5 Women’s-Specific Running Vests Reviewed
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Trying to fit water bottles and gels into chest straps that weren’t designed to fit over “the girls” is like trying to button your jeans after Thanksgiving dinner: difficult and just plain awkward. Thankfully, women’s-specific design has been expanded to running vests, with a handful of supportive, comfortable, curve-friendly options that don’t compromise on any key features.
Whether you’re planning long solo days in the mountains or aiming to crush your next 50-miler, there’s something here for every type of runner.
Ultimate Direction Ultra Vesta
Total volume: 7.2 liters
Hydration: Fits a two liter bladder (not included), and two 500ml soft flasks (included).
Fans of classic running-vest design will love the Ultra Vesta. It’s got everything you’d expect a running vest to have—a large storage compartment, small organizational pockets, external compression straps, plentiful front storage and front hydration capability—with a clean,
intuitive, fuss-free layout that feels familiar right out of the box.
The main rear compartment unzips on two sides, making it easy to pack strategically. We had no problem sliding in a two-liter bladder, extra layer, hat, gloves and sunglasses. A large external mesh pocket, compression bungee and two smaller organizational pockets make the packing options nearly endless. Note, however, that the horizontal pockets are quite small (a beanie fills one entirely) and difficult to utilize when the large pocket is fully stuffed, as we discovered after a mid-run wrestling match with a headlamp.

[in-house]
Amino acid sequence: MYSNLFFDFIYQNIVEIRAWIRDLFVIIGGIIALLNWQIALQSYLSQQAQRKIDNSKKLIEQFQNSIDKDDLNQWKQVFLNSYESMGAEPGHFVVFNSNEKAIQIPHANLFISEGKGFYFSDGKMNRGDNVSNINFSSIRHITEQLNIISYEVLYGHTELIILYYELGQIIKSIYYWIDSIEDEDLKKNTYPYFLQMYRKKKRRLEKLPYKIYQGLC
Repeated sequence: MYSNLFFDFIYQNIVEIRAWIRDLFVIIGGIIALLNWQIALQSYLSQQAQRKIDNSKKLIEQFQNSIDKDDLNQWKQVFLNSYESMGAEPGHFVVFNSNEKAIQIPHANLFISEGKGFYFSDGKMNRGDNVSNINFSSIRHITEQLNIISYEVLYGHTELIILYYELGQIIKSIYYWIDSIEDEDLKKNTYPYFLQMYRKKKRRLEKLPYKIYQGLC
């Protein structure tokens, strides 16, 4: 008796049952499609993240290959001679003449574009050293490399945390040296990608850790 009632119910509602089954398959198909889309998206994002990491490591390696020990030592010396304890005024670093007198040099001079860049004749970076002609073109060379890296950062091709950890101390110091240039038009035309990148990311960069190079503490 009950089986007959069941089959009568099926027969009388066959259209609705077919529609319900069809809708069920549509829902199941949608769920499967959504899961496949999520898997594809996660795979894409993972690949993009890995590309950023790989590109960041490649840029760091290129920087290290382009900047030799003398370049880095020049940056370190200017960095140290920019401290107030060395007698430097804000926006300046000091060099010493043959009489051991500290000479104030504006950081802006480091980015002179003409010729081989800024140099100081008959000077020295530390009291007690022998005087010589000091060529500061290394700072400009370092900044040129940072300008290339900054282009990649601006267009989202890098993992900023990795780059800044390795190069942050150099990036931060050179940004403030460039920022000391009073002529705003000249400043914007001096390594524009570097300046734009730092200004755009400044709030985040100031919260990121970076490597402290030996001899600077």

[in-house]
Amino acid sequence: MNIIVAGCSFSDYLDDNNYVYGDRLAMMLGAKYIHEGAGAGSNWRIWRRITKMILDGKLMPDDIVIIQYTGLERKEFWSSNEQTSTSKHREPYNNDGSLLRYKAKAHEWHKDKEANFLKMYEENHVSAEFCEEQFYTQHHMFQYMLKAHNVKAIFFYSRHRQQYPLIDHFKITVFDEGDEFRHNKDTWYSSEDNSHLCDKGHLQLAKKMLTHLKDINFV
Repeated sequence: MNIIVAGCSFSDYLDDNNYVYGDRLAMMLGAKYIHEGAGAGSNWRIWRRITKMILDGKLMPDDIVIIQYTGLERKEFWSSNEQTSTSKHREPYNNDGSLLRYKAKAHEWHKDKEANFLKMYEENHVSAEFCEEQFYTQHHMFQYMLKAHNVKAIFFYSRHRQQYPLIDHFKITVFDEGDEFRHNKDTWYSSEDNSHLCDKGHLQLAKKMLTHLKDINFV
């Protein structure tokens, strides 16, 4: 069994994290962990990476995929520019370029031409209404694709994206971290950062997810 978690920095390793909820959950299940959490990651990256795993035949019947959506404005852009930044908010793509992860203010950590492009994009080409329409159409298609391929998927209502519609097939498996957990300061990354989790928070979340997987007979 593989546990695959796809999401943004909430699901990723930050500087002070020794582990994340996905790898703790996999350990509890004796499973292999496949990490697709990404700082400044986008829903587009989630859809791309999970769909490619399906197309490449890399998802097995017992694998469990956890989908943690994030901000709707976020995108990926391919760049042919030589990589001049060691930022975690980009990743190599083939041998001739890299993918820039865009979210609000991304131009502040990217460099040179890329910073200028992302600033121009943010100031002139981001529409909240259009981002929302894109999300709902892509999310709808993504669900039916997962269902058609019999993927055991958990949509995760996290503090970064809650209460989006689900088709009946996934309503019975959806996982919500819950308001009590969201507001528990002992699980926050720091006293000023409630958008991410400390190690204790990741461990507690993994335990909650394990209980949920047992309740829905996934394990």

The sternum buckles slide vertically for a easy customization, while lateral quick-release compression straps make for a snug yet unencumbered fit.
Large pocket unzips on two sides, with a double zipper for easy organizing; expandable compression bungee can be used for extra storage or to tamp down a fully stuffed pack; excess tail from the lateral quick release straps tucks into a hidden storage pouch to stay out of your way.
Montane VIA Snap 4
Total volume: 4.0 liters
Hydration: Fits bladders up to two liters (not included) as well as 500ml soft flasks in each shoulder strap (included)
The VIA Snap 4 takes a full-coverage approach to running-vest design, with extra-wide shoulder straps that fall several inches below the bust, full mesh around the sides/underarms and a waist-hugging fit across the back. While the high volume of thick mesh fabric might be less than ideal in hotter conditions, it produces an incredibly snug, secure fit that doesn’t bounce or jiggle, even when fully stuffed, making it a good choice for committing, unsupported days in the mountains.
The vest has a volume of four liters, though between the two large rear pockets, stretchy mesh side pockets and four chest pockets, we were able to fit in just as much kit as with other, larger-volume packs. We packed an extra layer and water bladder in the vertical hydration compartment and a shell, gloves, neck gaiter and sunglasses in the large bottom zippered compartment. External bungee cord lies out of the way around the pack’s edges, but can be hooked together for even more storage, including trekking poles.
Uniquely, the chest straps feature small nutritional pockets up high and optional soft-flask holsters down low, away from the chest, which bustier runners might appreciate.
Customizable, external compression system unclips and tucks to the side, staying out of the way when you don’t need it; one of the optional soft-flask holsters is zippered, doubling as a safe-storage pocket